A Danbury firm hired by the town has demolished a Great Hill Road house that was heavily damaged by a June 2011 fire of undetermined origin. The demolition eliminates the previously hazardous conditions at the property, which had drawn concerns from some of the residents in the neighborhood. During the week of October 6, All Star Welding & Demolition of Danbury used its heavy equipment to tear down the fire-scarred single-family house, attached garage, and swimming pool shelter, among other objects, at 31 Great Hill Road, near its intersection with Castle Hill Road. Town Director of Planning George Benson that that the town playing for the demolition of privately owned property is unusual. Public safety hazards led the town to choose the option of paying for the demolition and removing the hazards, he said.
Newtown resident Rob Cox was in Burlington, Vt., Friday, October 10, to receive the 2014 Alumni Achievement Award from the University of Vermont, honoring the mission of Sandy Hook Promise. The editor-in-chief of Breakingviews, Mr Cox is also a co-founder and the vice chairman of the local organization formed in the wake of 12/14. He said he was honored that his alma mater wanted to acknowledge the work of Sandy Hook Promise, even though he would “trade pretty much anything not to be here accepting this award,” knowing it was rooted in the events of 12/14.
The Police Commission plans to have an engineering firm review traffic flow on Key Rock Road to determine the best measures to control speeding on the northern section of that mile-long north-south connector road. Police Commission members discussed the “traffic calming” topic at an October 7 session, in response to a Key Rock Road resident’s request that a speed table be installed near her home at 8 Key Rock Road to hold down traffic speeds. The street has a posted 20-mph speed limit. Several years ago, the town installed two speed tables on the northern section of Key Rock Road in response to a North Branch Road man’s drive for better speed control on Key Rock Road. Those speed tables are located on Key Rock about 1,100 feet south of Sugar Street, and on Key Rock Road just north of its intersection with North Branch Road. The Police Commission has been discussing speeding issues on Key Rock Road for approximately five years.
A Connecticut Department of Transportation traffic update is warning motorists to expect delays on Interstate 84 between the hours of 8 pm and 5 am beginning tomorrow, Wednesday, October 15 through at least Friday, October 17. The DOT has implemented a nighttime maintenance project on the bridges over Hanover Road and Boulevard in Newtown. Modifications or extensions to this schedule may become necessary due to weather delays or other unforeseen conditions, according to the release. Impact attenuators, traffic control personnel and signing patterns will be working to guide travelers through the work zone, but motorists are asked to maintain a safe speed while driving in this vicinity.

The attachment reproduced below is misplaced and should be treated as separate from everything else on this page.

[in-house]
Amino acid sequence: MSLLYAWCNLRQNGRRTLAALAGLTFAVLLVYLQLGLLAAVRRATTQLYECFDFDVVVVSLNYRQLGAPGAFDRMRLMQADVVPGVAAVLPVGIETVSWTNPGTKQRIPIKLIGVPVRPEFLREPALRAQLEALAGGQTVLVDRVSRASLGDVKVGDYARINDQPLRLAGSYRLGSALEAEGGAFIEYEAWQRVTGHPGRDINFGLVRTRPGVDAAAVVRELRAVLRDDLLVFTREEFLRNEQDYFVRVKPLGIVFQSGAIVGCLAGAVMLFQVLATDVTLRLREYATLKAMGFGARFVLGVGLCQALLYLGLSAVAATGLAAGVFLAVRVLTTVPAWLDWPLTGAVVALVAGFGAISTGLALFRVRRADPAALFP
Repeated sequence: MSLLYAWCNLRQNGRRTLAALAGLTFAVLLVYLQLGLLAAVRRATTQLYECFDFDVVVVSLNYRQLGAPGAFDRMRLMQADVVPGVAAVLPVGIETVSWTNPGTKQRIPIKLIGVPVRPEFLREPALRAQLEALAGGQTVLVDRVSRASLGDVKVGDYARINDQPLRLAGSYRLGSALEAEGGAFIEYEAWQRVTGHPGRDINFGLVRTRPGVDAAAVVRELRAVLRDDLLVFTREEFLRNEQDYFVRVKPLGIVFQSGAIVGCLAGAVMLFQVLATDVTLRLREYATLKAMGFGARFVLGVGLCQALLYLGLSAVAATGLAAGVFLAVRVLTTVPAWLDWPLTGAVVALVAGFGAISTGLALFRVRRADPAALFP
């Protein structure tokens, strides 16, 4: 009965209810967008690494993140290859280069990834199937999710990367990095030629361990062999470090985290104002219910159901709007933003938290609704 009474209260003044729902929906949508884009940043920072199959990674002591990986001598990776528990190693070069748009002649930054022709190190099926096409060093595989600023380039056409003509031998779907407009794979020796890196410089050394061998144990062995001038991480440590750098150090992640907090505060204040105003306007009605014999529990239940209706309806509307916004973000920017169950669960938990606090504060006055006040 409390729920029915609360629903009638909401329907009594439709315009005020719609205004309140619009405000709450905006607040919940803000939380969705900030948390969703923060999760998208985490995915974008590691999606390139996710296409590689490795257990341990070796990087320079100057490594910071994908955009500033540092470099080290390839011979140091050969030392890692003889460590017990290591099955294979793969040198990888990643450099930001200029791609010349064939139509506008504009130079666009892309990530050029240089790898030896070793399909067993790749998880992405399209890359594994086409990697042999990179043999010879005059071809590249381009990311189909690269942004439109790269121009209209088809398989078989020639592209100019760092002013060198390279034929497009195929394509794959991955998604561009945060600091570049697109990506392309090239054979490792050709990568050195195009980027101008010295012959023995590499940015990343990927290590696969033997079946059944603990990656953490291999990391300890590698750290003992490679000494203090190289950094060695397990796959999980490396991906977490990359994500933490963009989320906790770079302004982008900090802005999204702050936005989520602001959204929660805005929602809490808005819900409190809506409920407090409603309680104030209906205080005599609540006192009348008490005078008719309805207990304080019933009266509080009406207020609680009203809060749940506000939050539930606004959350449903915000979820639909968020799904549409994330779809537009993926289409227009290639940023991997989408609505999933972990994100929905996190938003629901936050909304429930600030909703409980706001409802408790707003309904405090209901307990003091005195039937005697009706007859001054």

Local electrician Ken Burns has fond memories of his youth living with his family at a compact ranch-style house at 82 Berkshire Road in Sandy Hook. He recalls days of playing in the spacious backyard amid fields and trees which lead to the rustic, winding Sugarloaf Road. In the past, the area was generally agricultural, he noted. A large working farm stood across Sugarloaf Road in the area now proposed for the 42-lot Sherman Woods cluster-style residential subdivision. Today, Mr Burns, the proprietor of Ken Burns Electrical Contractors Inc, of Hawleyville, is overseeing the swift construction of a new house at the Berkshire Road site.
Three Connecticut lawmakers are among the 60 members of Congress who have signed a letter, dated September 30, to Gina McCarthy, administrator at the US Environmental Protection Agency. Elizabeth Esty (D-Fifth Congressional District), Rosa DeLauro (D-Third Congressional District), and James Hines (D-Fourth Congressional District) have joined in requesting the EPA to consider recent findings from the International Union for Conservation of Nature Task Force on Systemic Insecticides that have linked the environmental accumulation of systemic pesticides, such as the neonicotinoids, to negative impacts on land and water wildlife. Water-soluble neonicotinoids break down slowly in the environment, allowing them to be taken up by plants, and providing protection from insects. Neonicotinoids include acetamiprid, clothianidin, imidacloprid, nitenpyram, nithiazine, thiacloprid and thiamethoxam, with imidacloprid being the most widely used.
Newtown Parks & Recreation Department has announced that work scheduled to take place on Tuesday, October 14, at FunSpace II lead to a temporary closing of the playground. The playground, within Dickinson Park on Elm Drive, will close at 10 am Tuesday. It will remain closed for the remainder of the day.
Over the past decade, an increasing public awareness about treating and preventing concussions, especially among younger rec league, school, and college athletes, has brought the issue out of emergency rooms and into living rooms. It now concerns not just coaches, but whole communities. According to the governor’s office, 13.5 percent of high school students self-reported getting a concussion during sports. Fortunately for local student athletes the local school district, and particularly Newtown High School, is already ahead of the game when it comes to responding to and addressing students who may be exposed to, or who have already suffered, concussions. Little did Athletic Director Gregg Simon know that his planned info session would occur the evening after Mr Cochran made his potentially career-ending decision.